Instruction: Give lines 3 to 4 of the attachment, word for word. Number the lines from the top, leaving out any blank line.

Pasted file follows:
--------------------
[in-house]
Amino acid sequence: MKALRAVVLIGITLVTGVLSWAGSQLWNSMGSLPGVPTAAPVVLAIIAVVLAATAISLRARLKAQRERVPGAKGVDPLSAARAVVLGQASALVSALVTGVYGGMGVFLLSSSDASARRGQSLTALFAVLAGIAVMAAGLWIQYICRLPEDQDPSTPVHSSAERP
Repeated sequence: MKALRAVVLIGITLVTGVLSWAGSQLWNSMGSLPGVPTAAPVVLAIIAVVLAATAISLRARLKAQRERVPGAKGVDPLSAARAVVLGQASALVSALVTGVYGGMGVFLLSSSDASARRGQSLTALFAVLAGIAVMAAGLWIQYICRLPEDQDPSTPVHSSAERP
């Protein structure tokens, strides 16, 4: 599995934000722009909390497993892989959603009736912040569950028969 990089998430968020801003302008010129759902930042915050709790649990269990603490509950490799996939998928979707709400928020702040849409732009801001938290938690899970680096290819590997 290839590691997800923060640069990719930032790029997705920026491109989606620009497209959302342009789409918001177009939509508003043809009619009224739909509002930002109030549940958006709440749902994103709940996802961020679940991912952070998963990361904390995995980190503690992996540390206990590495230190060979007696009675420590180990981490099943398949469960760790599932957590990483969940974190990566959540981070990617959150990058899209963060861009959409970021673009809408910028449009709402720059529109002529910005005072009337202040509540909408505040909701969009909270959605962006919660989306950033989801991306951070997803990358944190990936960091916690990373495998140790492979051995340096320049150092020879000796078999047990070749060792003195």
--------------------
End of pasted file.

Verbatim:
Repeated sequence: MKALRAVVLIGITLVTGVLSWAGSQLWNSMGSLPGVPTAAPVVLAIIAVVLAATAISLRARLKAQRERVPGAKGVDPLSAARAVVLGQASALVSALVTGVYGGMGVFLLSSSDASARRGQSLTALFAVLAGIAVMAAGLWIQYICRLPEDQDPSTPVHSSAERP
């Protein structure tokens, strides 16, 4: 599995934000722009909390497993892989959603009736912040569950028969 990089998430968020801003302008010129759902930042915050709790649990269990603490509950490799996939998928979707709400928020702040849409732009801001938290938690899970680096290819590997 290839590691997800923060640069990719930032790029997705920026491109989606620009497209959302342009789409918001177009939509508003043809009619009224739909509002930002109030549940958006709440749902994103709940996802961020679940991912952070998963990361904390995995980190503690992996540390206990590495230190060979007696009675420590180990981490099943398949469960760790599932957590990483969940974190990566959540981070990617959150990058899209963060861009959409970021673009809408910028449009709402720059529109002529910005005072009337202040509540909408505040909701969009909270959605962006919660989306950033989801991306951070997803990358944190990936960091916690990373495998140790492979051995340096320049150092020879000796078999047990070749060792003195």